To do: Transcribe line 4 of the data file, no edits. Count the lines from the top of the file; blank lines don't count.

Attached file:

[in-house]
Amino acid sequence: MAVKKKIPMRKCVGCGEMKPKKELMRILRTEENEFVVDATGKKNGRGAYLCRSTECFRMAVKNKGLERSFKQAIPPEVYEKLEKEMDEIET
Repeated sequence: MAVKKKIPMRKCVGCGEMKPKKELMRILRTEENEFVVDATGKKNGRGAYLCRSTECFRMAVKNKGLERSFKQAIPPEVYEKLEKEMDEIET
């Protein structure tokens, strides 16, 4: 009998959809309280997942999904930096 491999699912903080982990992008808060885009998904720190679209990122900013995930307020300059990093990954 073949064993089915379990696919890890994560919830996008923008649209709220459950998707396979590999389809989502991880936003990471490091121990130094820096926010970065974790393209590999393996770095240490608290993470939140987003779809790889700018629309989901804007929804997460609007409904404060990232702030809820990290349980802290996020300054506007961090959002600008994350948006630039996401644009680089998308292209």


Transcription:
């Protein structure tokens, strides 16, 4: 009998959809309280997942999904930096 491999699912903080982990992008808060885009998904720190679209990122900013995930307020300059990093990954 073949064993089915379990696919890890994560919830996008923008649209709220459950998707396979590999389809989502991880936003990471490091121990130094820096926010970065974790393209590999393996770095240490608290993470939140987003779809790889700018629309989901804007929804997460609007409904404060990232702030809820990290349980802290996020300054506007961090959002600008994350948006630039996401644009680089998308292209």